62 McLean, “Standards for a Children's Hospital,” 325.
63 Brown, “The History of the Children's Hospital in Relation to Medical Women,” 10-11. Brown's concerns were well founded, as demonstrated in More, Ellen S., Restoring the Women Physicians and the Profession of Medicine, 1850-1995 (Cambridge, 1999), 95–118.
64 Children's Hospital of Boston, Eighth Annual Report (Boston, 1876), 5–6; quoted in, Helen Hughes Evans, “Hospital Waifs,” 129.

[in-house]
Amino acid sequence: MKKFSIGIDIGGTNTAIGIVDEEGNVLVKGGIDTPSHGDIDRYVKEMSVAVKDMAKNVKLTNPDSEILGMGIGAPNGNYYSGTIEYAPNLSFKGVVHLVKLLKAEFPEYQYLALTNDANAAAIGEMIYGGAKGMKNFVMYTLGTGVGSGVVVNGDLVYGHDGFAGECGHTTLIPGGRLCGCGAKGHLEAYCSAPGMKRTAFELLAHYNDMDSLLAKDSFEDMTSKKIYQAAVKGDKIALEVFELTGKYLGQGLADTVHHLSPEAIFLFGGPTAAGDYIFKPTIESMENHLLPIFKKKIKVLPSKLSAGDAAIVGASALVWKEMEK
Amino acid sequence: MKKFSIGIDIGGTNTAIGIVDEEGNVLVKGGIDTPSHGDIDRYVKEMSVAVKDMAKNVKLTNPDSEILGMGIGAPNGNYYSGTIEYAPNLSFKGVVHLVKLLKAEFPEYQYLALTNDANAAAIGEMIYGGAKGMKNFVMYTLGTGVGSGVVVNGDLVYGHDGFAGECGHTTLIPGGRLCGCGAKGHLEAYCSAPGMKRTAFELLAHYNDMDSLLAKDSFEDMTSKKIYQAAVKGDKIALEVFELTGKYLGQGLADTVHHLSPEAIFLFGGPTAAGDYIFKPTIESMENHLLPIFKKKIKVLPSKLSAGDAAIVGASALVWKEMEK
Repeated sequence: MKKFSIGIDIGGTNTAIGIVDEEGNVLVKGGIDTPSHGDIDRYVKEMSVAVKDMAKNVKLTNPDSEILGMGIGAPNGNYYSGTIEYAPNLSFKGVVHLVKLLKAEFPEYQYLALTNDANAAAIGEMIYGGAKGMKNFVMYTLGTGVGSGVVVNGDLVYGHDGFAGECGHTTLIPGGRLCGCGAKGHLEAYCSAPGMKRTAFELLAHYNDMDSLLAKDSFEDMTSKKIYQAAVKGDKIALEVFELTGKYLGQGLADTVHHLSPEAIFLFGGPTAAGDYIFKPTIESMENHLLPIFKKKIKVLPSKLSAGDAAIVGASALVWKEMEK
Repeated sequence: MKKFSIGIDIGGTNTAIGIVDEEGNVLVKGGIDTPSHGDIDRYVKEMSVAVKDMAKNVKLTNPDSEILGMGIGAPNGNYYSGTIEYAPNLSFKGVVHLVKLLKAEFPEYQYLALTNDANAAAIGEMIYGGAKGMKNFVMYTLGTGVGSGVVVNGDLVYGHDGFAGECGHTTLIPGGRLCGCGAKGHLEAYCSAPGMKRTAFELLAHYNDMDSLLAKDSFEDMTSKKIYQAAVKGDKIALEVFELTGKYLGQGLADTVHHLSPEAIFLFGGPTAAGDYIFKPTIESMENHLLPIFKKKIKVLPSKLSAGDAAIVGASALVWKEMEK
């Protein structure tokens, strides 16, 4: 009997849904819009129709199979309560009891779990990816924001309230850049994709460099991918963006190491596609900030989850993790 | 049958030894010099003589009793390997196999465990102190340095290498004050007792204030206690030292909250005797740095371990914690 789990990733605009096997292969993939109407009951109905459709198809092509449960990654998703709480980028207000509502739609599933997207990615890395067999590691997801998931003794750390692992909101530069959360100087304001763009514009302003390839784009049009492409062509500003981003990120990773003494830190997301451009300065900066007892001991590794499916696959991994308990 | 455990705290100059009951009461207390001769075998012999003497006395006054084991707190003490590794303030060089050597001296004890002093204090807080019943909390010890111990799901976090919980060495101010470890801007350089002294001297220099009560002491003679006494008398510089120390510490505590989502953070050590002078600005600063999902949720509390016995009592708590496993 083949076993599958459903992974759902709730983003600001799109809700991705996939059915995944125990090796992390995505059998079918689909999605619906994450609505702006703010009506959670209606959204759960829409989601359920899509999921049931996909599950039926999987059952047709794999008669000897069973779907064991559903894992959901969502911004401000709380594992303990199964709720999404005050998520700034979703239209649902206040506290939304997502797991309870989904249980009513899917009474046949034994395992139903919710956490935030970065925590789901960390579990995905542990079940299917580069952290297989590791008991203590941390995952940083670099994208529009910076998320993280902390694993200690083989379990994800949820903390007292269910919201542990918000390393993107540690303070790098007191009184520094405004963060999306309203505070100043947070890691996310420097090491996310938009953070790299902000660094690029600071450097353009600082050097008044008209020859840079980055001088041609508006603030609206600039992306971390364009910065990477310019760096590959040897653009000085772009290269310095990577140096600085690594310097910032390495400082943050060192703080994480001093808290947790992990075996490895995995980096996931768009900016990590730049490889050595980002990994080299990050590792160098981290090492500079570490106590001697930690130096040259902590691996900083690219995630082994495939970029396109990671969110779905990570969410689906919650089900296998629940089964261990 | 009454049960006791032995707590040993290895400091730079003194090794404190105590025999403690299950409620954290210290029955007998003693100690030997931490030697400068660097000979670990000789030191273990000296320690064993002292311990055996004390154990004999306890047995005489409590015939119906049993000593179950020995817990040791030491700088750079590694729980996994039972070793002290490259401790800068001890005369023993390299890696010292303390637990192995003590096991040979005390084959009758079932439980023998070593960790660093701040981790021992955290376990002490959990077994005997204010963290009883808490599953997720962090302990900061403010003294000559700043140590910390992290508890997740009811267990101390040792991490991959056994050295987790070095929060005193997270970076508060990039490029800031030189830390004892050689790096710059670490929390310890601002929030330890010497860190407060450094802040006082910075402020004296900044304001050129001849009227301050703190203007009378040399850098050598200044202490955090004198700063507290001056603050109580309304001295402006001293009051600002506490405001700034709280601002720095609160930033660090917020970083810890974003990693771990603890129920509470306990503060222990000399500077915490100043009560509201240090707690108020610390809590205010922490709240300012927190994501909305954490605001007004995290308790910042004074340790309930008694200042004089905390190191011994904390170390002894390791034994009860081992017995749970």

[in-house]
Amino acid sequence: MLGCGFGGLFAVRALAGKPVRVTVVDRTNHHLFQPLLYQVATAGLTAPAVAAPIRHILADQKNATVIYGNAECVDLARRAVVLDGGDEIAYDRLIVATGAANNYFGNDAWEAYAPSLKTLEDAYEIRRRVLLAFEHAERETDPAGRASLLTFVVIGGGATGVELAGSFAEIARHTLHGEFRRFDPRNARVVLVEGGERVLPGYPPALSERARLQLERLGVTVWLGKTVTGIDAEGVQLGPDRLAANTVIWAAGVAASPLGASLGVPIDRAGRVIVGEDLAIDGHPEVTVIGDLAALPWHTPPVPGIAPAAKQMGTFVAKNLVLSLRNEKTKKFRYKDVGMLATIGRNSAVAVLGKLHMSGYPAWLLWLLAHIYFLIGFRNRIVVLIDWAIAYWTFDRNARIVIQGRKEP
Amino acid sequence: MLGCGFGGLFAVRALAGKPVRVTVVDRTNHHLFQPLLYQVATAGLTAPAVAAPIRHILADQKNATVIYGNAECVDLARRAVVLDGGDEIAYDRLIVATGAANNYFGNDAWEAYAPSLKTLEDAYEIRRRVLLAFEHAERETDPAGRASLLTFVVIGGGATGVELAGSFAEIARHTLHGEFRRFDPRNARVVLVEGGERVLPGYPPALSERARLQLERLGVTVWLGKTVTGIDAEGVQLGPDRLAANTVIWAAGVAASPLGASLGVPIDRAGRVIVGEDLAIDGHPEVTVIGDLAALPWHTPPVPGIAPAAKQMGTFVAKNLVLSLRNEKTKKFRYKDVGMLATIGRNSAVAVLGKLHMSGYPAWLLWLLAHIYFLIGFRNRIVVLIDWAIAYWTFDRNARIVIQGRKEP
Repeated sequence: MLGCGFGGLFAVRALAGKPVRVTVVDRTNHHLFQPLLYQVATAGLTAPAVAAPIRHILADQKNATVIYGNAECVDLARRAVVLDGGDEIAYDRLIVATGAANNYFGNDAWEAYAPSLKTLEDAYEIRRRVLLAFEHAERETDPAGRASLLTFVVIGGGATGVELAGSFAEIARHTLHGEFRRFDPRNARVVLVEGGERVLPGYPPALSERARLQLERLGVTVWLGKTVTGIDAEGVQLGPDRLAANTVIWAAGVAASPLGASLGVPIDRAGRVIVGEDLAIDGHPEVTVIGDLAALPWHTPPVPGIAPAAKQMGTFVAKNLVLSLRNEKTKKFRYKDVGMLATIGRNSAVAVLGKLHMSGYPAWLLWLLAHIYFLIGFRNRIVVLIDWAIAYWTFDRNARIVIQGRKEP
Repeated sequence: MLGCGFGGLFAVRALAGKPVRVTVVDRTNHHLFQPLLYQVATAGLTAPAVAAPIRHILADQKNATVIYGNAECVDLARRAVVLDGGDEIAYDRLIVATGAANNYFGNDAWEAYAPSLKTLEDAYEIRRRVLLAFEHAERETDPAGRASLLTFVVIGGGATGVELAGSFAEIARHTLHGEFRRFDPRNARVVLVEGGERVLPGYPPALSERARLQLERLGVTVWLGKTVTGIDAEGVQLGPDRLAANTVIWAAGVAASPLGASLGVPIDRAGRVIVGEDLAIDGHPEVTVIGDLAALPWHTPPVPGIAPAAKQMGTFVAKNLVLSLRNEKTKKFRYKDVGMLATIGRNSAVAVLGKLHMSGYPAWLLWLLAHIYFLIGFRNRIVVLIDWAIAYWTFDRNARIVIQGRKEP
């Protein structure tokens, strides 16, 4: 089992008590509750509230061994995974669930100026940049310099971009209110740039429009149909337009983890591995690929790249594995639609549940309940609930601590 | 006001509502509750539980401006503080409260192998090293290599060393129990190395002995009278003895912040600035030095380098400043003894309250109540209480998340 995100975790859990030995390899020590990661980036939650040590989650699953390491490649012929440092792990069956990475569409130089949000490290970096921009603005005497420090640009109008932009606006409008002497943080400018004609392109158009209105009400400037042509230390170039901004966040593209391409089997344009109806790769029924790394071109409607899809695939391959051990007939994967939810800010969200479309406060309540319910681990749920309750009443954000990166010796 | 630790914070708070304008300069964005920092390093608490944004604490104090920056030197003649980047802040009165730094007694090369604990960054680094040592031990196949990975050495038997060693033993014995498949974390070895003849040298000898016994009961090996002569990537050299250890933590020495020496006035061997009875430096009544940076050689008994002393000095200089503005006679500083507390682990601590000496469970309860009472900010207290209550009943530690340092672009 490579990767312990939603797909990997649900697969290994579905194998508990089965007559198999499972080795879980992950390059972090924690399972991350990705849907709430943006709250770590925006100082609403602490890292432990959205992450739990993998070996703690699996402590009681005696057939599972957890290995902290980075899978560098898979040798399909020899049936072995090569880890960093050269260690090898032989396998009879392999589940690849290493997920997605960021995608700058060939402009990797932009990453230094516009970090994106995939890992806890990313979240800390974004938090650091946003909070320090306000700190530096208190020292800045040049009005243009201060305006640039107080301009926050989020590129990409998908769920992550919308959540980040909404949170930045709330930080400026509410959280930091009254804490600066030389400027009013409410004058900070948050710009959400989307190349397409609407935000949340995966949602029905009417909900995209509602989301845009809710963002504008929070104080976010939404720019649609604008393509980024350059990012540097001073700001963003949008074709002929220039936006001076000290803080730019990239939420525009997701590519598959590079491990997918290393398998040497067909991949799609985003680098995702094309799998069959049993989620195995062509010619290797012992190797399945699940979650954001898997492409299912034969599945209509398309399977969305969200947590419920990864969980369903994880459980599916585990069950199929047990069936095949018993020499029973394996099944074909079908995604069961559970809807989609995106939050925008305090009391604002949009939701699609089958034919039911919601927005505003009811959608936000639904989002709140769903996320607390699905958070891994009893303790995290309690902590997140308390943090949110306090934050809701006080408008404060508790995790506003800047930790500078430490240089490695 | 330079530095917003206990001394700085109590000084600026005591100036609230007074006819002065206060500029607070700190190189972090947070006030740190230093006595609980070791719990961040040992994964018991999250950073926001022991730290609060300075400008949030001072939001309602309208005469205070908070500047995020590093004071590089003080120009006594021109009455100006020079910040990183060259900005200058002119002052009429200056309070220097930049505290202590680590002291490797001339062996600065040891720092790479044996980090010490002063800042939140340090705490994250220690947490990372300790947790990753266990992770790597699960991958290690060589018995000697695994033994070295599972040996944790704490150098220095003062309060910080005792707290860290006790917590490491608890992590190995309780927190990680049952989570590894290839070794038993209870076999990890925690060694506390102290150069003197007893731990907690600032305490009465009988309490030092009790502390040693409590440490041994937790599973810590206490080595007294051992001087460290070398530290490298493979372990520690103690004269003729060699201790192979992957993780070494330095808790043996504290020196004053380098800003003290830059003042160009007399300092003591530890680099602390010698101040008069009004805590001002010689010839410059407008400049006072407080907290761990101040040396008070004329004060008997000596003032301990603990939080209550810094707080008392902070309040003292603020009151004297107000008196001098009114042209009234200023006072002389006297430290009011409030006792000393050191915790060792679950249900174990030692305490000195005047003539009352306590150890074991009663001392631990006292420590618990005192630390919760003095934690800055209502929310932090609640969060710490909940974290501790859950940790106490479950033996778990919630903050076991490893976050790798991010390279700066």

1 I thank the journal's editor and anonymous reviewers for their helpful comments as well as Beverlie Conant Sloane, Greg Hise, Annmarie Adams, and David Theodore for their helpful reviews of earlier drafts. Paul Anderson and Philip Skroska at the Becker Medical Library at Washington University, Rob Medina at the Chicago Historical Society, and Dace Taube at the University of Southern California kindly aided with the illustrations. Versions of this paper were presented at the Society for American City and Regional Planning History Association, “Designing Modern Childhoods,” and Children in America conferences; I appreciate the comments from discussants and audience members.